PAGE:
Crochet Tube Socks

cro tube sock 0814

These crochet tube socks can be found on along with the free pattern to create them.  I have made oodles of my tube socks using my own pattern that I want to share with you.  However, I have no pictures of them.  I give them all away and forget to take pictures.  Mine are worked up in all double crochets or half doubles.  I’ll share the pattern with you here.  They’re super easy to custom size and make far better slipper socks than socks to wear inside shoes.  You’ll see.


If you get cold feet, use two strands of yarn, either two worsted weight or one worsted weight and one sport weight.  I have used acrylic or superwash wool.  My slipper socks go in the washer and dryer.  So, be sure to check your yarn label.  This is not a great scrap project because you don’t want to have a bunch of joins/knots in the body of the project.  They are not comfy to walk on, ya’ know.


The pattern is simple.  You chain 9 and join to form a chain using the magic loop method so you can completely close up that chain 9 ‘hole’.  You can use any yarn with a suitable hook. You’ll want to crochet fairly tightly or you’ll have holes in the body of the sock which will let in cold air.

1. After your chain 9, join, you’ll chain 2 and half double crochet in each chain around, chain 2, turn.

2. The net row, crochet 2 half double crochets in each hdc = 18 hdc

3. The next row is* 2 hdc in the first two hds then a single hdc in the next hdc*.  Repeat the * to * around.  Chain 2, turn.

4. Now, you can continue with hdc’s or switch to double crochets.  If you want a really snug sock, change to single crochets.  You’ll continue to increase each row (6-9 rows for most feet) by following the pattern in row 3.  Remember to chain the appropriate #before turning – 1 chain for a sc, 2 for hds, 3 for dc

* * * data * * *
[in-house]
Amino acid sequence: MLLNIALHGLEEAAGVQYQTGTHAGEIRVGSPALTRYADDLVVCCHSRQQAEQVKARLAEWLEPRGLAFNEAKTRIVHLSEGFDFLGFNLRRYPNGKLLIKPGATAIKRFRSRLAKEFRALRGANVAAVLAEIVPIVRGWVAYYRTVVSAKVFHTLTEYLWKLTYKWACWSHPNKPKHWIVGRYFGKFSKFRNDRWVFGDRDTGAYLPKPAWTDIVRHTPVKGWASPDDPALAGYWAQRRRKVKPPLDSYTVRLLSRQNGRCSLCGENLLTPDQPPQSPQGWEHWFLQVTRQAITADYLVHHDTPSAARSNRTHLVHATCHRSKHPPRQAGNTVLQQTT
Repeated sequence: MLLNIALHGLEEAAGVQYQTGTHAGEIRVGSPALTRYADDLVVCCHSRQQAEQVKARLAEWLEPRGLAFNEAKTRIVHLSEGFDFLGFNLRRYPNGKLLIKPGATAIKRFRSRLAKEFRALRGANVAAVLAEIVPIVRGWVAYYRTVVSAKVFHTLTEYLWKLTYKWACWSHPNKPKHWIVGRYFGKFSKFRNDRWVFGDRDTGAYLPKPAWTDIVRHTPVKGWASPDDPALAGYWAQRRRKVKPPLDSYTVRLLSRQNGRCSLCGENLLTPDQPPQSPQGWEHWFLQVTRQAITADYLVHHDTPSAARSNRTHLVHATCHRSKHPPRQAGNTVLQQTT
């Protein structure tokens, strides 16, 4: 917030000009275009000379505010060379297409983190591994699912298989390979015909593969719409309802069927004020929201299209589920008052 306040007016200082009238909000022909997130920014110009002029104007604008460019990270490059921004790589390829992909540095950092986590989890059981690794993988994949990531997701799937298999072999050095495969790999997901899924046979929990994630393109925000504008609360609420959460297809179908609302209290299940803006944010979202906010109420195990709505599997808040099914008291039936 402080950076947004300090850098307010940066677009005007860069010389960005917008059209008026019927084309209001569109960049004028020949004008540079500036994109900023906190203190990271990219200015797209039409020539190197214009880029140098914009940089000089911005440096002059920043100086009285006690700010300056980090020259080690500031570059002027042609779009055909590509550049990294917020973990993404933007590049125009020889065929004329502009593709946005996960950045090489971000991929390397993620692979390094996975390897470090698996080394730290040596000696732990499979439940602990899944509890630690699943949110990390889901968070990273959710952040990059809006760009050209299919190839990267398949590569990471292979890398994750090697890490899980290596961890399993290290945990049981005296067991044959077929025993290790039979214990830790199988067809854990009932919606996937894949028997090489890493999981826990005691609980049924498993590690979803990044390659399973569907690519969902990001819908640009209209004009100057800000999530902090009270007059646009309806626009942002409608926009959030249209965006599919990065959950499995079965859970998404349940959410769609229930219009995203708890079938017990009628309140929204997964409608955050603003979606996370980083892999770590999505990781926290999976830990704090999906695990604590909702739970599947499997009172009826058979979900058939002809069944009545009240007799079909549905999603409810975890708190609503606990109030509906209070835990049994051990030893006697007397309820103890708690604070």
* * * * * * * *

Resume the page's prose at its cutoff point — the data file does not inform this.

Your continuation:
5. Once you’ve crocheted to reach the widest part of the foot across the toes/ball of foot, you can stop increasing and continue to crochet rounds in the number of stitches of the widest part of the foot.  This works great for any size foot.  If you have a really wide foot, you can increase to the width you need.  For a narrower foot, you’ll increase less.

6. Continue in pattern until the slipper sock/tube sock is the length you want.  For a slipper sock to wear around the house in winter, I like to reach mid calf.

Note:  This is not a true sock pattern since it has no short rows to create a heel.  This pattern just creates a tube that will fit each foot perfectly if you measure as you go.  To add some charm to your pattern, change to a decorative stitch once you’ve crocheted in the previous pattern the length of sock that equals the length of the foot.  If you do want to change colors, wait until you’ve crocheted past the heel of your sock where the joins/knots will not be troublesome to the wearer.

The inspiration for my own slipper sock pattern came from these socks created by Dot Mathews.  I do make these as baby gifts as the typical baby sock fits only for a brief time as baby grows and I hate to see raw flesh exposed to the cold winter when the legs of toddler jeans get pulled up as they are held or are playing.  My eldest son (now 36 years old) had store bought cable knee-high socks like we used to wear with our fake kilts when I was in high school a hundred years ago.  But, I don’t think those are available any longer (for toddlers and babies).  So, I make them.  They look like a rather humble gift til mom learns the benefits of longer socks on the tots legs!  So, I just worked on a simple version for adults or older kids.  My pattern is very flexible and works up in an evening.  Great stocking stuffers to start right now.



  1. says

    Yes, she does. I note that her socks are worked from side to side while mine goes from the toe up. I prefer my method because there is no seam. While the seam may not bother most, it would irritate me. However, Julie’s patterns are really lovely!

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